Turns out something like 80% of the New England apple crop was damaged by a hail storm sometime this year - I wasn't paying attention - so I encountered this display yesterday at the grocery store.


Season's end

Season's end, originally uploaded by tedcompton.


A reality check from Detroit

The debate over aid to the Detroit-based automakers is awash with half-truths and misrepresentations that are endlessly repeated by everyone from members of Congress to journalists. Here are six myths about the companies and their vehicles, and the reality in each case.

[From 6 myths about the Detroit 3 | Freep.com | Detroit Free Press]


US Treasury Secretary Henry Paulson Tuesday ruled out using the 700-billion dollar financial bailout to shore up the battered economy, amid distress calls for help from the ailing auto industry....

"The rescue package was not intended to be an economic stimulus or an economic recovery package; it was intended to shore up the foundation of our economy by stabilizing the financial system, and it is unrealistic to expect it to reverse the damage that had already been inflicted by the severity of the crisis," he said.

[From The Raw Story | Paulson rules out using US financial aid to help economy]

And it's gonna be a long, long wait

WASHINGTON -- New government figures show that almost 700,000 children went hungry in the United States at some point in 2007, up more than 50 percent from the year before to mark the highest point since 1998. And that's even before this year's sharp economic downtown, the Agriculture Department reported Monday.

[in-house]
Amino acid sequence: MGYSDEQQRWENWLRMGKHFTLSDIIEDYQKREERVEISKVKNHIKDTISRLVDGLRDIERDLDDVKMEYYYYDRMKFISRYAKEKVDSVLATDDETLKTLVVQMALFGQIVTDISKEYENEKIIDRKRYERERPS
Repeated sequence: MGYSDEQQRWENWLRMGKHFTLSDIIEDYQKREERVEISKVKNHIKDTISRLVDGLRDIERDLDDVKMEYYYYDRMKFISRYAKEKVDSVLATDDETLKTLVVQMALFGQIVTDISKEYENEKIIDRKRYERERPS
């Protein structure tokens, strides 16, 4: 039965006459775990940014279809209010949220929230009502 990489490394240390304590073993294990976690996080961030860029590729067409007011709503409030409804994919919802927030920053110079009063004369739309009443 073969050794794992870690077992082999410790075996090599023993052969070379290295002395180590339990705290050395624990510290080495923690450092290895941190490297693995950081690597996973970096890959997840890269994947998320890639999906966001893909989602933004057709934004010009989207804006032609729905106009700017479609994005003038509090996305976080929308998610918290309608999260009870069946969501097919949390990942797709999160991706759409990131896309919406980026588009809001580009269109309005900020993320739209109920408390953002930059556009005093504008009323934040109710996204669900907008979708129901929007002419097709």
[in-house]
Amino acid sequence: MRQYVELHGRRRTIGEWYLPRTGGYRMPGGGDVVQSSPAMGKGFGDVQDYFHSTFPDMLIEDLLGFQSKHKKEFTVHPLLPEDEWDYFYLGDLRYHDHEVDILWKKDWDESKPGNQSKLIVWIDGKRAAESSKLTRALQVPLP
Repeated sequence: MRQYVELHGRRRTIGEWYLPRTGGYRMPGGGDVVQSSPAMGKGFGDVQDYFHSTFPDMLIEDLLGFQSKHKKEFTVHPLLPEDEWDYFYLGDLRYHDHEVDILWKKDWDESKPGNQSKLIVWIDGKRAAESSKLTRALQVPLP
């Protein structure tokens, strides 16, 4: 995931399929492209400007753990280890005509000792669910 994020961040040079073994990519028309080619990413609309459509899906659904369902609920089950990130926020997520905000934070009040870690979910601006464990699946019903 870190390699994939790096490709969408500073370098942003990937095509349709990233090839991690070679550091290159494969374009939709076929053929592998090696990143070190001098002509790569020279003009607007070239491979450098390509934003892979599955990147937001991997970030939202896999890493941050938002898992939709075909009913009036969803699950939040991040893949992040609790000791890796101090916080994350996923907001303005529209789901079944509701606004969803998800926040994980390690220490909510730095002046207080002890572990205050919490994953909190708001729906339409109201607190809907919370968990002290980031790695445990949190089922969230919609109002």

The department's annual report on food security showed that during 2007 the number of children who suffered a substantial disruption in the amount of food they typically eat was more than double the 430,000 in 2006 and the largest figure since 716,000 in 1998....

The findings should increase pressure to meet President-elect Barack Obama's campaign pledge to expand food aid and end childhood hunger by 2015, said James Weill, president of the Food Research and Action Center, an anti-hunger group.

[From Gov't Finds Child Hunger Rose 50% In 2007 - Health News Story - WEWS Cleveland]

(Emphasis mine)

No heads to roll

Even as President-elect Obama vowed "to regain America's moral stature in the world" during Sunday's 60 Minutes appearance, two of his senior advisers confessed there is no intent to pursue those in the Bush administration who engaged in torture, a war crime.

Speaking on condition of anonymity to the Associated Press, the advisers said that the plan is to put a stop to current interrogation methods and to "look forward" as opposed to focusing on prior transgressions.

[From The Raw Story | Obama advisers: Bush era war criminals will walk]

Where is Kokomo, Indiana?

Cool. I just spoke that question into my phone and within two seconds Google had a map displaying on my screen. "What is the stock price for Apple" brought me a page of links to Apple's stock market info.